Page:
It is no secret that America is not exactly land of the free when it comes to liquor laws.
In addition to having the world's highest drinking age (a contentious honor we share with 12 other countries), the United States also has very strict laws on public drinking. Each state is allowed to make its own rules, but the list remains short of cities that actually take advantage of this freedom.
There are 11 American cities that condone open containers, and each comes with its own set of rules, like you must use a plastic cup in New Orleans or keep it to Beale Street in Memphis, Tennessee.
If the idea of strolling by the river with a brew in hand or pouring an icy glass of wine in the park appeals to you, you should consider many parts of Europe and Asia for your next vacation.
Germany and Belgium celebrate their centuries-old beer brewing histories by allowing locals and visitors to sip on tangy ales throughout the country.
Meanwhile, in Czech Republic and Italy, countries that do not have sweeping open container laws, certain cities have made their own laws to stop disruptive partiers.
And if you hop over to Asia, you might think public drinking is totally acceptable thanks to the lax laws in China and Laos, but watch out for new regulations Singapore put into place last year.
This is not an exhaustive list and local rules change frequently, so always double check before cracking open a cold one in public when on vacation.
Countries where you can legally drink in public
Countries where you can legally drink in public
Grab a beer and soak up the sun sit along the iconic Nyhanv canal in Copenhagen because public drinking is legal in Denmark. Just keep it calm and don't get too raucous.
Germany has a great tradition of beer brewing, and their laws reflect this. The drinking age is 16 and cheap beer can be purchased basically anyway. There are no open container laws and it is common to drink in public. But don't even think of drunk driving.
There are no rules against walking around with a drink in Hong Kong as a long as you are over 18.
While it is generally frowned upon to eat or drink in public in Japan, it is not illegal. Open container laws do not exist and locals do take advantage of this for particular festivals.
The tiny city-state just passed a new liquor law in 2015 that bans public drinking from 10:30 pm to 7:00 am to halt public disorder. There are some parts of the city where it is enforced more heavily than others, but in general you can still drink in public during the day.
Public drinking is a bit inconsistent in France. You'll probably notice people sipping wine in Paris, and as long as you are discreet you should be fine, but there are several places within the city that it's disallowed. Each park and street could have its own rules.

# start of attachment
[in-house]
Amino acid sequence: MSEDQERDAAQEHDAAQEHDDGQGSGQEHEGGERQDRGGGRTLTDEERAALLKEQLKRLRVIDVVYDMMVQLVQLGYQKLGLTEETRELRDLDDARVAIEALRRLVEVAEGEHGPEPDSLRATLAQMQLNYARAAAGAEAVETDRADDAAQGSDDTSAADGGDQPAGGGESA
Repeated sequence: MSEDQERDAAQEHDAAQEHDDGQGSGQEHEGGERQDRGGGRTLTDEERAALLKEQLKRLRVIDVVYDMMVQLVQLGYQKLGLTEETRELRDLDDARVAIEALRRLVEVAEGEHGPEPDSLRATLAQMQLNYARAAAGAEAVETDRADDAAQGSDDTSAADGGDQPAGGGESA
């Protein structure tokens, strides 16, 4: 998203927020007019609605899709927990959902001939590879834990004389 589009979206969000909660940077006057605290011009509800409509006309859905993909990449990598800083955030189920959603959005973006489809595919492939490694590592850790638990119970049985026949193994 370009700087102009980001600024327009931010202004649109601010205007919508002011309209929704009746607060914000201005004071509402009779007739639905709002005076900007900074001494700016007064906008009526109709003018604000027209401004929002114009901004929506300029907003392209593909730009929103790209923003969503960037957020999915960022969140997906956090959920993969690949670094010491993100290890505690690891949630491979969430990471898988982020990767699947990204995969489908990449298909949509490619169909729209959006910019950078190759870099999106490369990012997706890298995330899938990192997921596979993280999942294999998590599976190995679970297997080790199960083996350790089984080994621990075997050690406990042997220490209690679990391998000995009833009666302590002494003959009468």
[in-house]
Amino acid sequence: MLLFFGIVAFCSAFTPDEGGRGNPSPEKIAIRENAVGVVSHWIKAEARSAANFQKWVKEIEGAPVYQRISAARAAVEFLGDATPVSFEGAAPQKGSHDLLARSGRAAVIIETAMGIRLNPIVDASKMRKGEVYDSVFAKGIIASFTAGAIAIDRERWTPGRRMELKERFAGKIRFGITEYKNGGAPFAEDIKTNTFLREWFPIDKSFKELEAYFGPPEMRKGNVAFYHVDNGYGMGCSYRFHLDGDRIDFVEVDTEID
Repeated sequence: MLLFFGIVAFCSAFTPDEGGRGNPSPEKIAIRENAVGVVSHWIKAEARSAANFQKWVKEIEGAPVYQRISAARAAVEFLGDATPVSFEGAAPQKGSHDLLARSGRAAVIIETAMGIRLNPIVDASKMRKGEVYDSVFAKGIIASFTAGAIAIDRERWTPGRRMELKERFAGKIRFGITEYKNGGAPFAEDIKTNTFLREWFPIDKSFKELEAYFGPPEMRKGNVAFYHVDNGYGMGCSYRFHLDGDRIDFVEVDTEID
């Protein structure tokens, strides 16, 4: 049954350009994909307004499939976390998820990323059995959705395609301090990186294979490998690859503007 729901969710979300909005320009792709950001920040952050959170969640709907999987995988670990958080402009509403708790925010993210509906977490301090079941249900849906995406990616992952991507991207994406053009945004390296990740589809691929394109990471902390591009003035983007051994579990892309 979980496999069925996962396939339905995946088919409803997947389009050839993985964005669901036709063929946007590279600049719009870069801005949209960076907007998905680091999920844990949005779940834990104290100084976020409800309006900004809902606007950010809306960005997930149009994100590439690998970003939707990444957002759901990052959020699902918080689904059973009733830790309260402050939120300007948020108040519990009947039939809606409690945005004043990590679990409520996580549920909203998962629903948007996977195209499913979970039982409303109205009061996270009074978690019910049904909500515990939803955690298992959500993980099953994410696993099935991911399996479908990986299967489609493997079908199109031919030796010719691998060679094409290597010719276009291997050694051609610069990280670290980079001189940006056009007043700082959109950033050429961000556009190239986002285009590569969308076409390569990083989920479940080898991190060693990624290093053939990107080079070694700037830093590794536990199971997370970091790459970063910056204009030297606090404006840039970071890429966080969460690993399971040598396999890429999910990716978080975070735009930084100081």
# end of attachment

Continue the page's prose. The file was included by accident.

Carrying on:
It is up to individual cities in France to make their own rules to establish order. So look out for signs, ask locals and do your research.
Starting at age 16, Swiss citizens and visitors can grab a beer, wine or cider and indulge in public.
Not only is drinking allowed in public in Brazil, but you can also drink in motor vehicles if you are a passenger. However, drinking is prohibited in most soccer stadiums.
Another country with a strong beer tradition, Belgium allows people to stroll with a brew beginning at age 16. You can even purchase beer from a vending machine!
Just like France, Italy's rule change from city to city. Rome reintroduced a law in 2015 that banned public drinking on certain streets starting at 10 pm. Florence lacks an open container law, and Venice has bans on eating and drinking in some parks. To be safe, ask locals what the rule is for the particular city you are visiting.
There are no laws in Colombia on public drinking, so you can pick up a bottle of aguardiente and make yourself comfortable anywhere.
There are no widespread open container laws in the Czech Republic, but in order to curb the number of bachelor parties and students going wild in the streets, Prague has prohibited public drinking in about 800 locations throughout the city.
Drinking in public spaces is legal throughout much of Romania, including trains and sidewalks. The drinking age is 18.
The possession of open containers of alcohol in Austria is allowed as long as you are at legal drinking age, which differs depending on where in the country you are. Some counties are discussing alcohol-free zones, however, to limit binge drinking, so check with locals in your area.
Drinking in public is commonly accepted in China and you shouldn't have a problem picking up a beer from a corner store and drinking it on the street.
Laos has a reputation for being the party country in Southeast Asia thanks to its few barriers to drinking in general, let alone its lack of open container laws.